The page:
In “Good to Great”, Jim Collins puts an interesting spin on the old adage “It’s not WHAT you know but WHO you know” with his line “The most important decisions that business people make are not WHAT decisions but WHO decisions.”
The book “Who” by Randy Street and Geoff Smart (son of Dr. Brad Smart who wrote “Topgrading” more than a decade ago) cites research that claims that “the average hiring mistake costs fifteen times an employee’s base salary in hard costs and missed opportunities.” The authors then lay out a clear road map to improve hiring decisions.
A key to successful hiring is to develop a detailed scorecard at the front end of the process. The scorecard should include:
- Mission – a simple, clear executive summary of the job’s core purpose
- Outcomes – a few measurable outcomes (not activities) which “define the success of the mission”
- Competencies – the character traits necessary to achieve the desired outcomes of the job in keeping with the culture of the organization
Thus, scorecards “translate your business plans into role-by-role outcomes, create alignment within your teams, unify your culture, and ensure your employees understand your expectations.”
So, what does a scorecard look like? Here is what we use when looking for team members at Fulcrum Search Science Inc.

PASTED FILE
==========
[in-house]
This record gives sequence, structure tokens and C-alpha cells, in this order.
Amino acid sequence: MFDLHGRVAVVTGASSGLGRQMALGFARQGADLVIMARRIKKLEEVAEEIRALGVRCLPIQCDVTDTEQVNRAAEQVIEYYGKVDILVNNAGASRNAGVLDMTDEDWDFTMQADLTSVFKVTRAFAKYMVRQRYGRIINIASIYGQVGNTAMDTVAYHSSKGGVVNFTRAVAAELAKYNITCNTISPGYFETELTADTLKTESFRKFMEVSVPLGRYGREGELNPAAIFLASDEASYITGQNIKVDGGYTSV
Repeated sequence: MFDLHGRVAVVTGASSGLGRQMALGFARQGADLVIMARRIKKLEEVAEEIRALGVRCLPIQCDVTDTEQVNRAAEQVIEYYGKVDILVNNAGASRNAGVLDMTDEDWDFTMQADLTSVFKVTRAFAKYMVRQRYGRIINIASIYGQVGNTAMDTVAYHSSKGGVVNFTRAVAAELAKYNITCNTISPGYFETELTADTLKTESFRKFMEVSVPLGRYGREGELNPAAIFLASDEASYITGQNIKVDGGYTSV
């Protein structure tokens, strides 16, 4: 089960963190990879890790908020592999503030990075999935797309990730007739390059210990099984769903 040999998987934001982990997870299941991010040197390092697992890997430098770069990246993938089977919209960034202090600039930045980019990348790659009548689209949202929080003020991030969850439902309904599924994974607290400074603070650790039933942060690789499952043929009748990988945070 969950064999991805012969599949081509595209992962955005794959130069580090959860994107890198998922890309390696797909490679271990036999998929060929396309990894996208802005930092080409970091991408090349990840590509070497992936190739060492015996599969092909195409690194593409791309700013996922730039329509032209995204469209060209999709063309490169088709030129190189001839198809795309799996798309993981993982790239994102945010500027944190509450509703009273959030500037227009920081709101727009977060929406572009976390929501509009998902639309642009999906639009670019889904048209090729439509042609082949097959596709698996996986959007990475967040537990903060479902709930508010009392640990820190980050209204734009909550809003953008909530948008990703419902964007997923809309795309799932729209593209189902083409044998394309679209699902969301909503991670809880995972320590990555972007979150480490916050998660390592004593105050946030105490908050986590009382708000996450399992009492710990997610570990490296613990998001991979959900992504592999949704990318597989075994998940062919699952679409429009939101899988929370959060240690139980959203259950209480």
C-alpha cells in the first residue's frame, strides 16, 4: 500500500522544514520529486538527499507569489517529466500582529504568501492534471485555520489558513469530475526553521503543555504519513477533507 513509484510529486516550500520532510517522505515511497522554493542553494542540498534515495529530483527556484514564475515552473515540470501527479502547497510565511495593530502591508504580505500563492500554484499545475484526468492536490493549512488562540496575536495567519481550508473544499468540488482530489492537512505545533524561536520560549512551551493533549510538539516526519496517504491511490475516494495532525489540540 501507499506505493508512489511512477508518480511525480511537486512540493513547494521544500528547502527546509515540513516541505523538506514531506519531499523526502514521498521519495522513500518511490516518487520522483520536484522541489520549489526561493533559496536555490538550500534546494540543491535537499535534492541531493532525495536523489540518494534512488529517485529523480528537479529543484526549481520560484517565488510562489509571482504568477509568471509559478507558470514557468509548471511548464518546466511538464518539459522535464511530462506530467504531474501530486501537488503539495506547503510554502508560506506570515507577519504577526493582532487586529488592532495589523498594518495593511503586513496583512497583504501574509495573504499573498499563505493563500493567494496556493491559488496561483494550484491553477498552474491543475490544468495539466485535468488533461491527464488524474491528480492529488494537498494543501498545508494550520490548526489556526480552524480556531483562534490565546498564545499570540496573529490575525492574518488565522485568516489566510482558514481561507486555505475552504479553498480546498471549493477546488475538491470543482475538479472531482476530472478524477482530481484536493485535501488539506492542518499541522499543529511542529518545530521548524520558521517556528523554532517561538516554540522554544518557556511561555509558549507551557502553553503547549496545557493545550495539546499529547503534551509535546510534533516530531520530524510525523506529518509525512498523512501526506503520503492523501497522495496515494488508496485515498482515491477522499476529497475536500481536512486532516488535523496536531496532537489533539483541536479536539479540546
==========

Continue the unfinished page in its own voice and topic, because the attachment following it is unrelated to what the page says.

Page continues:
- Consultants will build a growing portfolio of clients who entrust their mission-critical searches to us because of our unique value proposition of search, assessment and process control.
- 12 successfully completed searches per year, 50% of which are repeat business, and 50% of which are new business
- Zero instances of a client having to use our replacement guarantee
- Personal integrity
- Strong work ethic, routinely going the extra mile for clients
- High EQ, with good discernment of character
- Strong natural professional sales personality
- Thorough, detail-oriented work style
- Team player, contributing to the success of the team, thus building the brand of the firm
While not discussed in detail in the book, it is important to agree on a clear numeric scoring system with which to assess your candidates. This involves determining what success or failure looks like for each of the components on your scorecard, and assigning a weighting factor to each.
“Who” goes on to describe the other fundamentals of hiring success, namely Sourcing, Selecting, and Selling, but it all begins with a good Scorecard.